Troy in Rensselaer County, New York — The American Northeast (Mid-Atlantic)
Burden Iron Works
Henry Burden's Upper Works.
By Howard C. Ohlhous, July 28, 2006
1. Burden Iron Works Marker
Invented Modern Horseshoe
And Railroad Spike, Site Of
World's Most Powerful Water
Wheel Founded 1809
Erected by The People of Troy.
Location. 42° 42.184′ N, 73° 41.786′ W. Marker is in Troy, New York, in Rensselaer County. Marker is on High Street (Route 378), on the right when traveling north. Click for map. Marker is in this post office area: Troy NY 12180, United States of America.
Other nearby markers. At least 8 other markers are within 2 miles of this marker, measured as the crow flies. Little Red Schoolhouse (approx. 0.8 miles away); The Erie Canal (approx. 0.9 miles away); Watervliet Arsenal (approx. 1.2 miles away); Gasholder House (approx. 1.3 miles away); Saint Agnes Cemetery (approx. 1.4 miles away); Washington Park (approx. 1.5 miles away); Liberty Street Presbyterian Church (approx. 1.6 miles away); City of Watervliet (approx. 1.6 miles away). Click for a list of all markers in Troy.
Also see . . .
1. Library of Congress; Burden Iron Works, Upper (Water) Works, Burden Street & Wynants Kill, Troy, Ren. (Submitted on July 6, 2016, by Howard C. Ohlhous of Duanesburg, New York.)
2. Library of Congress; Burden Iron Works, Water Wheel, U.S. Route 4, Troy, Rensselaer County, NY Pho
. (Submitted on July 6, 2016, by Howard C. Ohlhous of Duanesburg, New York.)
By Howard C. Ohlhous, May 5, 2010
2. Burden Iron Works Marker
At the intersection beyond the marker, where High St., Water St., Mill St., and Burden Ave all come together, there is a painting of the Burden Water Wheel on the retaining wall, along with a Welcome to Troy message.
3. Henry Burden on Find A Grave, Albany Rural Cemetery. (Submitted on July 6, 2016, by Howard C. Ohlhous of Duanesburg, New York.)
Categories. • Industry & Commerce •
Library of Congress
3. Henry Burden (April 22, 1791 – January 19, 1871)
Library of Congress
4. Burden Iron Works, Troy, NY
Library of Congress
5. The Burden Water Wheel
The Burden Water Wheel, the “Niagara of Water Wheels” and the most powerful vertical water wheel in history, was designed and constructed by Burden in 1851. The wheel was sixty-two feet in diameter and twenty-two feet in breadth, and supplied by a small stream, the Wynantskill Creek. It was abandoned in the 1890s. Note the man in the photo, standing in front of the wheel for scale.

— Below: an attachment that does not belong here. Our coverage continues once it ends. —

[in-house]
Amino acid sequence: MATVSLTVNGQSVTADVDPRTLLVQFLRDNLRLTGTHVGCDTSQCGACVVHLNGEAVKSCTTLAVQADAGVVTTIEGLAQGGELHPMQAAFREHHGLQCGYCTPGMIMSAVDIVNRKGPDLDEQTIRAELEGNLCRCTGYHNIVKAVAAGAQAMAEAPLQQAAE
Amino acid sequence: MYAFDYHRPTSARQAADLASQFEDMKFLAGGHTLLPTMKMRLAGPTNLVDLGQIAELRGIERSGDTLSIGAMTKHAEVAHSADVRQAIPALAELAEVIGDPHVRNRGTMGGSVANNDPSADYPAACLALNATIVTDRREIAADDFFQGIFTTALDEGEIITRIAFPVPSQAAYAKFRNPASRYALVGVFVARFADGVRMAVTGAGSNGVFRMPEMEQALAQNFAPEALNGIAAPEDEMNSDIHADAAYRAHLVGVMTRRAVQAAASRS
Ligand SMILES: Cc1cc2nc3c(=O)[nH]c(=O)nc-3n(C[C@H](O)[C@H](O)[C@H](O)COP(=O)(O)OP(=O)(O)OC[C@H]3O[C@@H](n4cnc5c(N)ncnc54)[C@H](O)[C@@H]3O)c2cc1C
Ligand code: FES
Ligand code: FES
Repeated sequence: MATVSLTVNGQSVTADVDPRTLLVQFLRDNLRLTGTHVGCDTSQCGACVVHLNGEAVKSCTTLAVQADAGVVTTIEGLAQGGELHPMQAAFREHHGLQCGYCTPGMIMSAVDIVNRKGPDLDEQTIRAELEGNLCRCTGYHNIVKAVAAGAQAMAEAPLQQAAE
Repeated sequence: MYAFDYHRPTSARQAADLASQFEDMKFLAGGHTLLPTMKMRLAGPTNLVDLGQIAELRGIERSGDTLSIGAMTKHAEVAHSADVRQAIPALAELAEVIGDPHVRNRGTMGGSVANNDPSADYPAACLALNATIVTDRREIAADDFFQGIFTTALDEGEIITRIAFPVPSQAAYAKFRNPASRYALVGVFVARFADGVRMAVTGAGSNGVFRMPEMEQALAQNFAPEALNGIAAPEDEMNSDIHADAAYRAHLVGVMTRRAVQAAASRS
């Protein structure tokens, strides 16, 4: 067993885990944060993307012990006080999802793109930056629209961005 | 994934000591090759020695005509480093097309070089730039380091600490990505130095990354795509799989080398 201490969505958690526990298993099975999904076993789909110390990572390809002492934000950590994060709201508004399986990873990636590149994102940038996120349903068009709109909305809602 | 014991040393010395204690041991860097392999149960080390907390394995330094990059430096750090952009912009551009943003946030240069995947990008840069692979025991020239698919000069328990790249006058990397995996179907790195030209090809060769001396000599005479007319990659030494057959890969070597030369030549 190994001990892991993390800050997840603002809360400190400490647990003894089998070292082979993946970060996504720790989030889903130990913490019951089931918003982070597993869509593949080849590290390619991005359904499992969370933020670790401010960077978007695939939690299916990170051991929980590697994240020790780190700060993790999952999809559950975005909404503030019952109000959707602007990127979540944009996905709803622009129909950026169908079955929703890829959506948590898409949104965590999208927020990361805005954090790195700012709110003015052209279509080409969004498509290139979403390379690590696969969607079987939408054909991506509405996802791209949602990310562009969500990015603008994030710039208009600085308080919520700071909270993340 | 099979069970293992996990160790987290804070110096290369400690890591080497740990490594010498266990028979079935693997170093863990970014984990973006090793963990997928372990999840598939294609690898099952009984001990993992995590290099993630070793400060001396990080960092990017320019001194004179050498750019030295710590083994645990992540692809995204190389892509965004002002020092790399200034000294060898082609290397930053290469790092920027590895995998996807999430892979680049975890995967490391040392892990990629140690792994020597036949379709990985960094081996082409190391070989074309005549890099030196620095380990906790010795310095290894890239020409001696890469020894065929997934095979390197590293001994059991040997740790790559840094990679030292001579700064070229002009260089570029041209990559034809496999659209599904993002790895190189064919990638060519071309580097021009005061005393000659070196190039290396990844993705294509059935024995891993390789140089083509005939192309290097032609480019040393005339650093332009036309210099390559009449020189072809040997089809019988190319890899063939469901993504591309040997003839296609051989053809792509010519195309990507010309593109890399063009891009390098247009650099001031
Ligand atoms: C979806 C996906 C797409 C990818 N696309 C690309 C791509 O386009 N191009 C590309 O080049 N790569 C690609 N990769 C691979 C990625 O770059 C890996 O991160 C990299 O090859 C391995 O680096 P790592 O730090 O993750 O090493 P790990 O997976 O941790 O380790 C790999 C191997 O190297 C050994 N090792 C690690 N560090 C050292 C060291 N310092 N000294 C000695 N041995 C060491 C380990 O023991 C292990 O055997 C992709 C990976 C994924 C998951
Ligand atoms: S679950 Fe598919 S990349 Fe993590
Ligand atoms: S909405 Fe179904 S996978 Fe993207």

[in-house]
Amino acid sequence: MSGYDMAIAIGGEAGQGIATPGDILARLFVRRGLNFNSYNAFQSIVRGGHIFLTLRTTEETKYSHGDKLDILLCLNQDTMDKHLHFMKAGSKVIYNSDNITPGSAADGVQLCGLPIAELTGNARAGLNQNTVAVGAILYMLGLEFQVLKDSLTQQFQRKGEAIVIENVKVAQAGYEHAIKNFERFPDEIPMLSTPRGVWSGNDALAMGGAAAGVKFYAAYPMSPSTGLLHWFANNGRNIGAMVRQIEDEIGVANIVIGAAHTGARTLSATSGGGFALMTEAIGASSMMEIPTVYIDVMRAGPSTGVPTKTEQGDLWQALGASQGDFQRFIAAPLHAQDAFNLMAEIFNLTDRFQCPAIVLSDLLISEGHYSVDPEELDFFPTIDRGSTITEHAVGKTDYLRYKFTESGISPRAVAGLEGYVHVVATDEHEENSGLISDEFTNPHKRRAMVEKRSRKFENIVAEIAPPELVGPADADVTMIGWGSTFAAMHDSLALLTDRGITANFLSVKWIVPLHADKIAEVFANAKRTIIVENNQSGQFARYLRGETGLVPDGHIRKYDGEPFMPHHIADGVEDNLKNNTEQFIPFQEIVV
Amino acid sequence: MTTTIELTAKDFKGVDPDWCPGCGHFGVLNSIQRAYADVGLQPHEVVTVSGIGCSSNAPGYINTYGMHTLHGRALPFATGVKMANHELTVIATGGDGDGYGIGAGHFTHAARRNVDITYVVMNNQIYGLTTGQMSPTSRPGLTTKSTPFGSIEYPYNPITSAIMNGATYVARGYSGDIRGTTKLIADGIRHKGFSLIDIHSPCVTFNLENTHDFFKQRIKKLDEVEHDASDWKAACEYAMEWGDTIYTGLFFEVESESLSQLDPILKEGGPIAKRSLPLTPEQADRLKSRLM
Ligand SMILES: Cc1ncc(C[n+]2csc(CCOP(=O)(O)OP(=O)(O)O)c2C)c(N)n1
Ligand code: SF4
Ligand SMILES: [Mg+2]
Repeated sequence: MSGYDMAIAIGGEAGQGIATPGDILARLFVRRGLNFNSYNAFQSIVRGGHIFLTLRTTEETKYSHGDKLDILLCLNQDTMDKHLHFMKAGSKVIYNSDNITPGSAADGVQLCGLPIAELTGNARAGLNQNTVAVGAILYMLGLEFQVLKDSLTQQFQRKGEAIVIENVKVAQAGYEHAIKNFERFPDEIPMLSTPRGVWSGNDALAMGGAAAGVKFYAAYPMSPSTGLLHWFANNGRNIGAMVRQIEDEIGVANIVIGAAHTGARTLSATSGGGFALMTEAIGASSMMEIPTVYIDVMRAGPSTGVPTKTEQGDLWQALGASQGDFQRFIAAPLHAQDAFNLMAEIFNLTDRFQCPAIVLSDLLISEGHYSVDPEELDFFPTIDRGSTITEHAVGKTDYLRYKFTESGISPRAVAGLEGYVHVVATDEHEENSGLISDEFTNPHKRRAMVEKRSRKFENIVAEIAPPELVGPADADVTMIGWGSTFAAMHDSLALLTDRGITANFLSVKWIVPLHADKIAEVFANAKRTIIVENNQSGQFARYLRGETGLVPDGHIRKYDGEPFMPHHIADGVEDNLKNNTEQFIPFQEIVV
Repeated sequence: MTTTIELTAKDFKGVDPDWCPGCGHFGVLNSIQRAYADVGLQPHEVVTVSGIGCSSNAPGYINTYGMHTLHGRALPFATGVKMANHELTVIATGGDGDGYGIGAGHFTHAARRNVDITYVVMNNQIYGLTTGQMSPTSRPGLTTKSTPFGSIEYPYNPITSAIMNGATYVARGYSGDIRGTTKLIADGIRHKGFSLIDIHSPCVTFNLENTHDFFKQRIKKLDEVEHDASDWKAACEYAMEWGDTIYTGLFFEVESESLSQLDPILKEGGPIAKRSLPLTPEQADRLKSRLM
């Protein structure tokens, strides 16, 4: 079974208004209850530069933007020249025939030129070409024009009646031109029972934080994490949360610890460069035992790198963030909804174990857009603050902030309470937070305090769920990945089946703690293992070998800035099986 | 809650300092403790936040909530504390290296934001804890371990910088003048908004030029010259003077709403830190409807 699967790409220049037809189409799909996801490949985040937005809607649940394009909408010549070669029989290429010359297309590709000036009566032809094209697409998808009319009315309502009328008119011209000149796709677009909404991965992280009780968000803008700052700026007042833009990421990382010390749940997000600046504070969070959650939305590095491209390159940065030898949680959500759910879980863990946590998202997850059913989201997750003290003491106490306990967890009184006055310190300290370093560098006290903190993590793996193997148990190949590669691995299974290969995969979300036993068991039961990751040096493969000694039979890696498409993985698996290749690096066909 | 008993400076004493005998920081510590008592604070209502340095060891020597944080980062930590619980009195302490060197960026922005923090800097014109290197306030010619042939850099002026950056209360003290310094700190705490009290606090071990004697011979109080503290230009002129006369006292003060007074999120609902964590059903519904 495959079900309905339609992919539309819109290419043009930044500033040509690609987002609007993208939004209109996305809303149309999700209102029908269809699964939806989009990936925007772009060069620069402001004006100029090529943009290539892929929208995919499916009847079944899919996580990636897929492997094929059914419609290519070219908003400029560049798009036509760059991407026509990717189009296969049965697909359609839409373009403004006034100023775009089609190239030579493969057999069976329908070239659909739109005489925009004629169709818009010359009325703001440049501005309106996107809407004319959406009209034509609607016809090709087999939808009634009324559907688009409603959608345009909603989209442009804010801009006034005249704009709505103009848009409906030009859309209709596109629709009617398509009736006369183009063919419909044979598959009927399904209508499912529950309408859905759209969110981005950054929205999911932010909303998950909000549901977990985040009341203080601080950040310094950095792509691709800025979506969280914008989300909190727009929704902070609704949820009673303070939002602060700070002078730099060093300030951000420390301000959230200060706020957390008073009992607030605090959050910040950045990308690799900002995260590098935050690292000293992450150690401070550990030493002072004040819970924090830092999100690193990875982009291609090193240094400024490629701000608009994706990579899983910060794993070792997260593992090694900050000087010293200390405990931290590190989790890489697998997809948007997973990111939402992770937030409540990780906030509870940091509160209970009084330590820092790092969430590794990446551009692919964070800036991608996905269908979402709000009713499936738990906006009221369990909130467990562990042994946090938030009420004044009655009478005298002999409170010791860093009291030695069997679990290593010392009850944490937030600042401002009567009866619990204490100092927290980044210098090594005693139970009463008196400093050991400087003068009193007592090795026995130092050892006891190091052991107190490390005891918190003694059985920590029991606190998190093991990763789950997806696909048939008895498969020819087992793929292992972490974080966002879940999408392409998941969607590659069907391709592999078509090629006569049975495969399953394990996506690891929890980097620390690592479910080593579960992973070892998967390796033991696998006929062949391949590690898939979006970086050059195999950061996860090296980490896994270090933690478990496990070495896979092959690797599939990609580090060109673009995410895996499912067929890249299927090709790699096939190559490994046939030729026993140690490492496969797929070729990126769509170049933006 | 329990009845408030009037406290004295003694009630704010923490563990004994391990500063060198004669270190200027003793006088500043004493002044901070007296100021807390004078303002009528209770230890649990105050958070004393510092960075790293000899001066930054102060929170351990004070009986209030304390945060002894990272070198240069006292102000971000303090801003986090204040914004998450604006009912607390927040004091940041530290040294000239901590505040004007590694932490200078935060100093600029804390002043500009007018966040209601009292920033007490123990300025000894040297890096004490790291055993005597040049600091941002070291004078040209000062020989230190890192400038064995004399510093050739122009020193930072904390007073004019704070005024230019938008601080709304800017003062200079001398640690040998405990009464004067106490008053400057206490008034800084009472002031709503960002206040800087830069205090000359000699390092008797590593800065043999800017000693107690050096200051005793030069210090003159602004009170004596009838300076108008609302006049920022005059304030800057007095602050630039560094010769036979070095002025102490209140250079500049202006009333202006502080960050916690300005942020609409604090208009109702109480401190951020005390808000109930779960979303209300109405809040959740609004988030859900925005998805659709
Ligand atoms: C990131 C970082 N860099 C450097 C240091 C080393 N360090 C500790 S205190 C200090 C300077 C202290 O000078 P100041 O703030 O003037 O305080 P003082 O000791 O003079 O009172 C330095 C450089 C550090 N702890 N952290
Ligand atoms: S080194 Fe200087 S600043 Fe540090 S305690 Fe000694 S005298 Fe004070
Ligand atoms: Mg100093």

By Howard C. Ohlhous, May 2, 2007
6. Burden Iron Works Site
A conduit of mortared brick with iron banding, for water at the end of the upper raceway on the site of the Burden Iron Works. The Burden Iron Works site was listed on the National Register of Historic Places as an archaeological site on November 10, 1977.
By Howard C. Ohlhous, February 4, 2010
7. The Burden Iron Co.
The Burden Ironworks Office Building was listed on the National Register of Historic Places in 1972.
By Howard C. Ohlhous, January 14, 2009
8. Burden Iron Works Office Building
The Burden Iron Works Museum, on Polk Street in Troy, is in a March 16, 1972 National Register listed building. Constructed between 1881 and 1882 in the Romanesque Revival style, the distinguished former office of the Burden Iron Works contains an extensive exhibit on Troy’s industrial history throughout the 19th century.
By Howard C. Ohlhous, January 27, 2013
9. Burden Horseshoe Machine Model
This model of Henry Burden's horseshoe machine once made miniature horseshoes. It was constructed for the United States Centennial Exposition in Philadelphia in 1876. Burden's full scale horseshoe machine was capable of producing sixty horseshoes per minute, or up to fifty million per year. The Burden Iron Works manufactured nearly all of the horseshoes used by the Union Army during the Civil War. The model is seen on display at the New York State Museum in Albany.
By Howard C. Ohlhous, August 2, 2011
10. Horse and Mule Shoes
A display of horse and mule shoes manufactured by the Burden Iron Works, seen on display at the The Burden Iron Works Museum in Troy.
Credits. This page originally submitted on , by Howard C. Ohlhous of Duanesburg, New York. This page has been viewed 153 times since then. Photos: 1, 2, 3, 4, 5, 6, 7, 8. submitted on , by Howard C. Ohlhous of Duanesburg, New York. 9, 10. submitted on , by Howard C. Ohlhous of Duanesburg, New York. • Bill Pfingsten was the editor who published this page. This page was last revised on July 22, 2016.